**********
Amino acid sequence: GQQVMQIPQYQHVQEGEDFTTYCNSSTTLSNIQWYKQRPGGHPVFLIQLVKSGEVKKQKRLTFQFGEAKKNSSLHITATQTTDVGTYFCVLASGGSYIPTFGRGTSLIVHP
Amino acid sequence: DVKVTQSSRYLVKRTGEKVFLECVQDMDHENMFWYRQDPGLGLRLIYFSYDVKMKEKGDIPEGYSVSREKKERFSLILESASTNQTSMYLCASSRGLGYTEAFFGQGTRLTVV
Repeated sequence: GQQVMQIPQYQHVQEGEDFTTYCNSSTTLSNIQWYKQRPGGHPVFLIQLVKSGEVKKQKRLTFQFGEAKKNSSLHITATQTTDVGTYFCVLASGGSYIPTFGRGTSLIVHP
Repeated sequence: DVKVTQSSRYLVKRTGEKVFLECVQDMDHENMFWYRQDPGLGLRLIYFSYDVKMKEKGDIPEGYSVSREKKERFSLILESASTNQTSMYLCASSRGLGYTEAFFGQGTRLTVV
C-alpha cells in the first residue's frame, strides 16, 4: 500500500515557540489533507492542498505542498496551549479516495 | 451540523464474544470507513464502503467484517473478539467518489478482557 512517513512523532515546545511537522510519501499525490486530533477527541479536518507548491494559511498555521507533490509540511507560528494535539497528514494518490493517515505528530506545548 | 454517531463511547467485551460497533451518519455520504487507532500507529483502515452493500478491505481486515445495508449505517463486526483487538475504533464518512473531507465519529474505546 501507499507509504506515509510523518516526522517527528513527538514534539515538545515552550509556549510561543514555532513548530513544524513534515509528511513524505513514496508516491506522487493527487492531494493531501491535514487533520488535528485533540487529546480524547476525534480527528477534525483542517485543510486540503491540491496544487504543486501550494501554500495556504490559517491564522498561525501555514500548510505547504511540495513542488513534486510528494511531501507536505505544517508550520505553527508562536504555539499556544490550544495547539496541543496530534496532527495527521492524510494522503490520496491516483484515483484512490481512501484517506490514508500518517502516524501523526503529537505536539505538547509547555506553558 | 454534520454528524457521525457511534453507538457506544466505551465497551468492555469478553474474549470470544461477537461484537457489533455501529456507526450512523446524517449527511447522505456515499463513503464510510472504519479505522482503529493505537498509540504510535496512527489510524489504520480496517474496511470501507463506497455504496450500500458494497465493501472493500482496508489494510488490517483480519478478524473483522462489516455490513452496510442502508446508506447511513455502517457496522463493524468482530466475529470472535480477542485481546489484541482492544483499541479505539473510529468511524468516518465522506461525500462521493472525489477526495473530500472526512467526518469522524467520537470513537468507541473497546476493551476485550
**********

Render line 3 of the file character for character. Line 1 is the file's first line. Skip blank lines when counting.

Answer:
Repeated sequence: GQQVMQIPQYQHVQEGEDFTTYCNSSTTLSNIQWYKQRPGGHPVFLIQLVKSGEVKKQKRLTFQFGEAKKNSSLHITATQTTDVGTYFCVLASGGSYIPTFGRGTSLIVHP